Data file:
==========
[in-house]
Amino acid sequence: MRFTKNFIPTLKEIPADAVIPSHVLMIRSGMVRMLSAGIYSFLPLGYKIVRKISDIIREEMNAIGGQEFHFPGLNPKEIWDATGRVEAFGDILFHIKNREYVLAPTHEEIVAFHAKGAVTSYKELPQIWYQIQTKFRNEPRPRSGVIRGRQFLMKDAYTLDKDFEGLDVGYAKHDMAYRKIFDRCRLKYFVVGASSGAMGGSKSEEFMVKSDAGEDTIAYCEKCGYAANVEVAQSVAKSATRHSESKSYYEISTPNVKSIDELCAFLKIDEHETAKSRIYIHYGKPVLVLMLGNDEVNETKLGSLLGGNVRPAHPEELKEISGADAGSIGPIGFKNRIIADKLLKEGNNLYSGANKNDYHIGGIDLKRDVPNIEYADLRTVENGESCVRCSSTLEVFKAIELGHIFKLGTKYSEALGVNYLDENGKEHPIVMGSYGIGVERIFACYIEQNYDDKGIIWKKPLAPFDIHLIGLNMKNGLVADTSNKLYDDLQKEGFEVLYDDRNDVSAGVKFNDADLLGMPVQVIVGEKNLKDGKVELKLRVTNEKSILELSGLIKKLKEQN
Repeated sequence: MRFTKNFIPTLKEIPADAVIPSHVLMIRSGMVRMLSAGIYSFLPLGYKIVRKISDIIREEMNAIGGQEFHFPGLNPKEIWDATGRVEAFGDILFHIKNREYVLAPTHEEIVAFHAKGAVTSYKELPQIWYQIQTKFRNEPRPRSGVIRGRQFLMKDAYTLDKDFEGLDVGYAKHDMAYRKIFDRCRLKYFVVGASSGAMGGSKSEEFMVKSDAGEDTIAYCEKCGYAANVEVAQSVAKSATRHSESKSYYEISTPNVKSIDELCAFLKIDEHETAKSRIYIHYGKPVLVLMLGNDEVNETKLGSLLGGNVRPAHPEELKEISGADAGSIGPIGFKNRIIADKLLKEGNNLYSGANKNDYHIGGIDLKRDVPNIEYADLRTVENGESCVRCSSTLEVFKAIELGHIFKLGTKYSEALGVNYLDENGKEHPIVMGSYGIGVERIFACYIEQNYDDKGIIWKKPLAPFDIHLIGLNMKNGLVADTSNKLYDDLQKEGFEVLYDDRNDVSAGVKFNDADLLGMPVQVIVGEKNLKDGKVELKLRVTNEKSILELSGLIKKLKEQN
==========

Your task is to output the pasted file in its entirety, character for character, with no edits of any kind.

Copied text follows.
[in-house]
Amino acid sequence: MRFTKNFIPTLKEIPADAVIPSHVLMIRSGMVRMLSAGIYSFLPLGYKIVRKISDIIREEMNAIGGQEFHFPGLNPKEIWDATGRVEAFGDILFHIKNREYVLAPTHEEIVAFHAKGAVTSYKELPQIWYQIQTKFRNEPRPRSGVIRGRQFLMKDAYTLDKDFEGLDVGYAKHDMAYRKIFDRCRLKYFVVGASSGAMGGSKSEEFMVKSDAGEDTIAYCEKCGYAANVEVAQSVAKSATRHSESKSYYEISTPNVKSIDELCAFLKIDEHETAKSRIYIHYGKPVLVLMLGNDEVNETKLGSLLGGNVRPAHPEELKEISGADAGSIGPIGFKNRIIADKLLKEGNNLYSGANKNDYHIGGIDLKRDVPNIEYADLRTVENGESCVRCSSTLEVFKAIELGHIFKLGTKYSEALGVNYLDENGKEHPIVMGSYGIGVERIFACYIEQNYDDKGIIWKKPLAPFDIHLIGLNMKNGLVADTSNKLYDDLQKEGFEVLYDDRNDVSAGVKFNDADLLGMPVQVIVGEKNLKDGKVELKLRVTNEKSILELSGLIKKLKEQN
Repeated sequence: MRFTKNFIPTLKEIPADAVIPSHVLMIRSGMVRMLSAGIYSFLPLGYKIVRKISDIIREEMNAIGGQEFHFPGLNPKEIWDATGRVEAFGDILFHIKNREYVLAPTHEEIVAFHAKGAVTSYKELPQIWYQIQTKFRNEPRPRSGVIRGRQFLMKDAYTLDKDFEGLDVGYAKHDMAYRKIFDRCRLKYFVVGASSGAMGGSKSEEFMVKSDAGEDTIAYCEKCGYAANVEVAQSVAKSATRHSESKSYYEISTPNVKSIDELCAFLKIDEHETAKSRIYIHYGKPVLVLMLGNDEVNETKLGSLLGGNVRPAHPEELKEISGADAGSIGPIGFKNRIIADKLLKEGNNLYSGANKNDYHIGGIDLKRDVPNIEYADLRTVENGESCVRCSSTLEVFKAIELGHIFKLGTKYSEALGVNYLDENGKEHPIVMGSYGIGVERIFACYIEQNYDDKGIIWKKPLAPFDIHLIGLNMKNGLVADTSNKLYDDLQKEGFEVLYDDRNDVSAGVKFNDADLLGMPVQVIVGEKNLKDGKVELKLRVTNEKSILELSGLIKKLKEQN